Adventures in Engineering—Alumnus Focuses on What’s Coming Next

David AjokuComing to Western Michigan University from Nigeria in 2012 was just the start of David Ajoku’s life adventure — an adventure that would earn him recognition for his studies and research, his service to community through an artificial intelligence application, and his evolving career. Along the way, he would earn a bachelor’s degree in aerospace engineering from WMU and pursue graduate degrees while working at the forefront of engineering and technology innovation.

And, in 2020 he would become the first Black student in the United States to receive the prestigious American Gear Manufacturing Association award as a graduate student at Carnegie Mellon University.

“I hope being the face of this piece of history helps inspire more interest in STEM among minority groups,” says Ajoku, who advises future Broncos to embrace as many opportunities as possible while at WMU, something that served him well.

Ajoku’s adventure began long before his piece of history. From a young age, David recalls being fascinated by the science of flight, so his WMU aerospace engineering major was a natural choice.

He attributes his success in part to not just only having the zeal to succeed, but also his willingness to ask questions. Lots of questions. He says his professors at WMU were willing to answer his many research-driven questions, which encouraged him to ask even more.

“Curiosity about the universe and how it operates is one of our most powerful intellectual tools. Questioning everything isn’t just great for intellectual discovery, it’s a necessity for the continuation of life.”

 -- David Ajoku, B.S.’16, Aerospace Engineering

Ajoku in China

As a Bronco, he excelled in the classroom and research, earning three undergraduate research awards and co-authored his first research publication as a sophomore—collaborating across cross-functional WMU departments in astrophysics and computer science. He started his first company before graduating and represented Western on a global front—being invited by the United States Embassy to speak to a crowd of Nigerian scholars in Abuja about his STEM journey at WMU. Ajoku took advantage of a WMU study abroad program, participating in a once-in-a-lifetime study abroad trip to China for a completely new cultural experience studying at the University of Sichuan.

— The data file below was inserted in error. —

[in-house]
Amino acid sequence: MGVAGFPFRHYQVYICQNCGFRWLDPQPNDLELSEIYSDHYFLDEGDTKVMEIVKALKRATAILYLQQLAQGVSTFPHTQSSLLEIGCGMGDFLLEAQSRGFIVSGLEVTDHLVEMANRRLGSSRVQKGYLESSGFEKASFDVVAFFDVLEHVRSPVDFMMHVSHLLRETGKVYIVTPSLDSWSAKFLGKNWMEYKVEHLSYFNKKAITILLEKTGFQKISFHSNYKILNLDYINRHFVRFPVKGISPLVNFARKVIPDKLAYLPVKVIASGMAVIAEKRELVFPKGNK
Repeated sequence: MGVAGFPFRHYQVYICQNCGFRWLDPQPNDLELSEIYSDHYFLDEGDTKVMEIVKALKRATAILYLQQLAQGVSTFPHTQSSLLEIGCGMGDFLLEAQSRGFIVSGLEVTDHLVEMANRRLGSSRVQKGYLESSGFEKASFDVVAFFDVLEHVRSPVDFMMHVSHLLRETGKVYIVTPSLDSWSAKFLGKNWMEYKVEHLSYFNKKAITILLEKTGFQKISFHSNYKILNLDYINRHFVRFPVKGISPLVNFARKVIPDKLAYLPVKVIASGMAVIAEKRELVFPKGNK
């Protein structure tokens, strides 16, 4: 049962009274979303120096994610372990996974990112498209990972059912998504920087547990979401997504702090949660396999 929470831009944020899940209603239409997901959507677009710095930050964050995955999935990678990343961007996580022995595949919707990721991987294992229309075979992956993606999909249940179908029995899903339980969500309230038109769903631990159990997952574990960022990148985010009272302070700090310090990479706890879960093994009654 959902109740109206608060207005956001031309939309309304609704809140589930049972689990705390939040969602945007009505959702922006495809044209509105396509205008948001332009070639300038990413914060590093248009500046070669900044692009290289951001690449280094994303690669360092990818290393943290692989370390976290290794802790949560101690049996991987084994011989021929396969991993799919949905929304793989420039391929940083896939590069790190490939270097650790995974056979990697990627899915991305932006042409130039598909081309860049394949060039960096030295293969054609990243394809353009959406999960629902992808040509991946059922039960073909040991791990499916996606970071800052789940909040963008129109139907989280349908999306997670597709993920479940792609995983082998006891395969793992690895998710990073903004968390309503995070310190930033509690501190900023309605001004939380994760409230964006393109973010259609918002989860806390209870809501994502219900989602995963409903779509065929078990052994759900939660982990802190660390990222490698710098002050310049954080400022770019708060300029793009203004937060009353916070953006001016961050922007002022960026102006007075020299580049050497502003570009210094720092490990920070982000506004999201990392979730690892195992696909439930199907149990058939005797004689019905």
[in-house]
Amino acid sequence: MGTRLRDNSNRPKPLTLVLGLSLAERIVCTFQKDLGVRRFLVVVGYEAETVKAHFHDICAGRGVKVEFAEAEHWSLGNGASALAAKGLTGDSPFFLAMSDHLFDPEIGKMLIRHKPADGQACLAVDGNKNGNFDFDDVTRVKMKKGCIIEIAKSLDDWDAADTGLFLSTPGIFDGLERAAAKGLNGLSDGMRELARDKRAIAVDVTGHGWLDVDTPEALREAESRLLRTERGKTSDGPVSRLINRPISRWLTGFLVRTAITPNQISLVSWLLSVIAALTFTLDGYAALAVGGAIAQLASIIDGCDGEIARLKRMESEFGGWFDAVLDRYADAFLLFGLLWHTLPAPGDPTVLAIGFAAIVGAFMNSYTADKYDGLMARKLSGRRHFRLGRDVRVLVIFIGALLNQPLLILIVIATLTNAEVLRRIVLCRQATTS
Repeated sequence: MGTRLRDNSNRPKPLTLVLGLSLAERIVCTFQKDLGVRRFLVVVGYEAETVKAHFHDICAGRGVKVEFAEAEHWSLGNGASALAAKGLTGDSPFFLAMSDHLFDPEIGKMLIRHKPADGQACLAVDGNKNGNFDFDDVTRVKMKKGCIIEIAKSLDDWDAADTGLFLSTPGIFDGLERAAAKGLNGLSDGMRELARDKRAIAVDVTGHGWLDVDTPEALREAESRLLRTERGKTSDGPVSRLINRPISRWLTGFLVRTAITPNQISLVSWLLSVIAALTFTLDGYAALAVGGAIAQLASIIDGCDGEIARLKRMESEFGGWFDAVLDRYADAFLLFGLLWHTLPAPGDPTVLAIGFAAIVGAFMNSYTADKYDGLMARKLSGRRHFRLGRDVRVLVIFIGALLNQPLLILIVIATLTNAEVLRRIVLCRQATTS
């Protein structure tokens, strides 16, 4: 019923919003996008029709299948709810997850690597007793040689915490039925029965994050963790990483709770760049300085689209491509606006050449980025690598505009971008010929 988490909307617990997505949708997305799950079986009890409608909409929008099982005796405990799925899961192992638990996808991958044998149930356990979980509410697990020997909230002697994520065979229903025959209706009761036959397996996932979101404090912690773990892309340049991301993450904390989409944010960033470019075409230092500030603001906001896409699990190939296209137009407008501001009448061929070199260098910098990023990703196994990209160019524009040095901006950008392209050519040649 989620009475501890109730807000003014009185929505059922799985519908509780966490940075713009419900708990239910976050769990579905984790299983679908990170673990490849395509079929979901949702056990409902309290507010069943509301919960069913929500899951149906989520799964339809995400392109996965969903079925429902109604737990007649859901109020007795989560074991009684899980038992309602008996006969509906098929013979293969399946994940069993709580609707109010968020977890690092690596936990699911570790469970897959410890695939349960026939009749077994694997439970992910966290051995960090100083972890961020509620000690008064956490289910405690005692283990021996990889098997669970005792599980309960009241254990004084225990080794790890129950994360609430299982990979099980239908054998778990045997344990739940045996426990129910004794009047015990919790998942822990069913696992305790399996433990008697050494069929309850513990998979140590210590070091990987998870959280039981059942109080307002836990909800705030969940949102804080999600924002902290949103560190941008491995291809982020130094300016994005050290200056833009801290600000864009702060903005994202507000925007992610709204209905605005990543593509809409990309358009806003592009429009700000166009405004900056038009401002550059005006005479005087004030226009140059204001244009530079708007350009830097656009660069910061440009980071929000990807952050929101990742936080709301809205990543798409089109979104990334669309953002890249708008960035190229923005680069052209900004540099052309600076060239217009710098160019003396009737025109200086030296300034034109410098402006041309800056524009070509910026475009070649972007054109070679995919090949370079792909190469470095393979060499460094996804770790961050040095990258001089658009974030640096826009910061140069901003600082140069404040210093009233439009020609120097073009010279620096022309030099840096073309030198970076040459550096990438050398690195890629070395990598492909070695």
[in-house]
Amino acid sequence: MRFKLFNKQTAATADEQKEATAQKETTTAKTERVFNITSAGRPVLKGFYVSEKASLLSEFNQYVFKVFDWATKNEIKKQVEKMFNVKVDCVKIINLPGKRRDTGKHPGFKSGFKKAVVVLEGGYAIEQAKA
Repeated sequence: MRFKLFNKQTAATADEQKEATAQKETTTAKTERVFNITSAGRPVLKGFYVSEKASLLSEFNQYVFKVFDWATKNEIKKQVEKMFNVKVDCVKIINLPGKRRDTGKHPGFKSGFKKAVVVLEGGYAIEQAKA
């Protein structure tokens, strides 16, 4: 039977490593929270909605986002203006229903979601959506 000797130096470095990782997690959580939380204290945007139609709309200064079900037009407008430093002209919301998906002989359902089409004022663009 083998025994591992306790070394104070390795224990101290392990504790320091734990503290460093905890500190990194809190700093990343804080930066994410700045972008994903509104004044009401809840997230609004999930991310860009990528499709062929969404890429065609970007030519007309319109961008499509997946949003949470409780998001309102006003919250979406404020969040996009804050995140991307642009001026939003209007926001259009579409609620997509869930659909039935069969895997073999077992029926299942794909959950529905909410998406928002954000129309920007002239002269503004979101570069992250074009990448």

“That trip, and my experience in the classroom at WMU, equipped me with the tools to work toward personal and professional goals,” says Ajoku.

Ultimately, his WMU academic and research experiences had a lot to do with him feeling prepared to go after two masters’ degrees. In addition to technical skills, “I learned a lot of the soft skills at Western that can be so critical to success in new environments,” says Ajoku, who graduated in 2016 as the top aerospace engineering student.

With a degree in hand, he took his first engineering job at CTS corporation and quickly found himself promoted to a chief design engineer role focusing on developing next generation products for new markets. He later worked at Tesla and is currently a product engineer at NVIDIA, working at the intersection of mechanical design, product development, and engineering management within the hardware engineering team—tackling novel technical challenges at the cutting edge of mechanical design. While at NVIDIA, he is also pursuing dual master’s degrees at Carnegie Mellon University—in mechanical engineering and engineering and technology innovation management.

Through all these experiences, he realized that he is a highly motivated technical leader passionate about using his engineering skills to impact the world. In 2020, he began developing, a personalized risk management platform for new and expectant mothers, that combines education and community engagement with artificial intelligence to improve maternal health outcomes.

Every year, 700 – 900 women die in the United States and over 50,000 women suffer severe life-altering complications from childbirth. The statistics are much worse for women of color. Today, the United States has the most severe maternal death rates in the industrialized world.

 -- David Ajoku, Founder, B.S.’16, Aerospace Engineering

“To me, represents an opportunity to contribute towards solving a critical problem in our world, a problem I have personally come across–maternal mortality. I hope can be a part of the solution to this problem facing millions of women across the world.”

And with all these responsibilities and goals in mind, Ajoku’s natural curiosity is leading the way to his next adventure.

For more about Ajoku’s career, check out his LinkedIn profile